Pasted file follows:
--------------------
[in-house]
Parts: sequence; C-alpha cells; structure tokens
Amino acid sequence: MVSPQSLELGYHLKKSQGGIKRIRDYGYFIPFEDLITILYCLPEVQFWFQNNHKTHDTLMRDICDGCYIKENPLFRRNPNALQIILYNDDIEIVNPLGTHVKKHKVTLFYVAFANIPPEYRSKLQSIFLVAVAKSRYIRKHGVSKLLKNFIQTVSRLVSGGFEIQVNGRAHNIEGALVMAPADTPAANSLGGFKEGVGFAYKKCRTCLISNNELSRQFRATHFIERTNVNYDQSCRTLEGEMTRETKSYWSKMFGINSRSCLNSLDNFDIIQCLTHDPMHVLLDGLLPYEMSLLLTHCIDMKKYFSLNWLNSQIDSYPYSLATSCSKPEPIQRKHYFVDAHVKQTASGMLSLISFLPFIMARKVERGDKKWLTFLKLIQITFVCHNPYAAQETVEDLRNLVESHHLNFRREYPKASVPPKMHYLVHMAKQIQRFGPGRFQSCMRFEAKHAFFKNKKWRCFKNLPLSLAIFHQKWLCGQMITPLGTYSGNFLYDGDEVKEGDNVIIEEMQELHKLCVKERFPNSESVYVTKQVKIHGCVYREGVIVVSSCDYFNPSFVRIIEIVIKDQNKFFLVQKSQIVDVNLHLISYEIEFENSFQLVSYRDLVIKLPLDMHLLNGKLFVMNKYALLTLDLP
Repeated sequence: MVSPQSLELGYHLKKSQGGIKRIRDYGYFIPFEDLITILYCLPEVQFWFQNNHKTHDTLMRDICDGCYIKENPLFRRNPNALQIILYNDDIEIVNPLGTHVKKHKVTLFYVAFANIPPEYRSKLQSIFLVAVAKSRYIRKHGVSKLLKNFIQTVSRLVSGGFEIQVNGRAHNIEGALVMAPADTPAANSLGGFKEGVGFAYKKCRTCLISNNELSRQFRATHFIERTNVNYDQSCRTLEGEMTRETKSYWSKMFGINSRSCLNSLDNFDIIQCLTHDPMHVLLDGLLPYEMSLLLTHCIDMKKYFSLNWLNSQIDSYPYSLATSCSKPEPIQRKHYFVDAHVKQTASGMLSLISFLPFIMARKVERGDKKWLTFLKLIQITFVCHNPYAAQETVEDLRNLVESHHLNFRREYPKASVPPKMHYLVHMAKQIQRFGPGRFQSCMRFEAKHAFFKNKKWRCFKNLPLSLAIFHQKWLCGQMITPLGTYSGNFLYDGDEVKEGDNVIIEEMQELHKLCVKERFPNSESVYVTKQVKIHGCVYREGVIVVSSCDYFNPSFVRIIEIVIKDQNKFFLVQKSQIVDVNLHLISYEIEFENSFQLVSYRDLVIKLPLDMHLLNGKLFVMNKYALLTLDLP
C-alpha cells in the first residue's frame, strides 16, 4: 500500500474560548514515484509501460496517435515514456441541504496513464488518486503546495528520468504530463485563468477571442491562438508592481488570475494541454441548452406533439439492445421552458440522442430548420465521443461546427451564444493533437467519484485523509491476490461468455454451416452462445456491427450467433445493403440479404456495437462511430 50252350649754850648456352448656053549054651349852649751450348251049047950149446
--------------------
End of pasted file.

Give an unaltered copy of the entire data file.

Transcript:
[in-house]
Parts: sequence; C-alpha cells; structure tokens
Amino acid sequence: MVSPQSLELGYHLKKSQGGIKRIRDYGYFIPFEDLITILYCLPEVQFWFQNNHKTHDTLMRDICDGCYIKENPLFRRNPNALQIILYNDDIEIVNPLGTHVKKHKVTLFYVAFANIPPEYRSKLQSIFLVAVAKSRYIRKHGVSKLLKNFIQTVSRLVSGGFEIQVNGRAHNIEGALVMAPADTPAANSLGGFKEGVGFAYKKCRTCLISNNELSRQFRATHFIERTNVNYDQSCRTLEGEMTRETKSYWSKMFGINSRSCLNSLDNFDIIQCLTHDPMHVLLDGLLPYEMSLLLTHCIDMKKYFSLNWLNSQIDSYPYSLATSCSKPEPIQRKHYFVDAHVKQTASGMLSLISFLPFIMARKVERGDKKWLTFLKLIQITFVCHNPYAAQETVEDLRNLVESHHLNFRREYPKASVPPKMHYLVHMAKQIQRFGPGRFQSCMRFEAKHAFFKNKKWRCFKNLPLSLAIFHQKWLCGQMITPLGTYSGNFLYDGDEVKEGDNVIIEEMQELHKLCVKERFPNSESVYVTKQVKIHGCVYREGVIVVSSCDYFNPSFVRIIEIVIKDQNKFFLVQKSQIVDVNLHLISYEIEFENSFQLVSYRDLVIKLPLDMHLLNGKLFVMNKYALLTLDLP
Repeated sequence: MVSPQSLELGYHLKKSQGGIKRIRDYGYFIPFEDLITILYCLPEVQFWFQNNHKTHDTLMRDICDGCYIKENPLFRRNPNALQIILYNDDIEIVNPLGTHVKKHKVTLFYVAFANIPPEYRSKLQSIFLVAVAKSRYIRKHGVSKLLKNFIQTVSRLVSGGFEIQVNGRAHNIEGALVMAPADTPAANSLGGFKEGVGFAYKKCRTCLISNNELSRQFRATHFIERTNVNYDQSCRTLEGEMTRETKSYWSKMFGINSRSCLNSLDNFDIIQCLTHDPMHVLLDGLLPYEMSLLLTHCIDMKKYFSLNWLNSQIDSYPYSLATSCSKPEPIQRKHYFVDAHVKQTASGMLSLISFLPFIMARKVERGDKKWLTFLKLIQITFVCHNPYAAQETVEDLRNLVESHHLNFRREYPKASVPPKMHYLVHMAKQIQRFGPGRFQSCMRFEAKHAFFKNKKWRCFKNLPLSLAIFHQKWLCGQMITPLGTYSGNFLYDGDEVKEGDNVIIEEMQELHKLCVKERFPNSESVYVTKQVKIHGCVYREGVIVVSSCDYFNPSFVRIIEIVIKDQNKFFLVQKSQIVDVNLHLISYEIEFENSFQLVSYRDLVIKLPLDMHLLNGKLFVMNKYALLTLDLP
C-alpha cells in the first residue's frame, strides 16, 4: 500500500474560548514515484509501460496517435515514456441541504496513464488518486503546495528520468504530463485563468477571442491562438508592481488570475494541454441548452406533439439492445421552458440522442430548420465521443461546427451564444493533437467519484485523509491476490461468455454451416452462445456491427450467433445493403440479404456495437462511430 50252350649754850648456352448656053549054651349852649751450348251049047950149446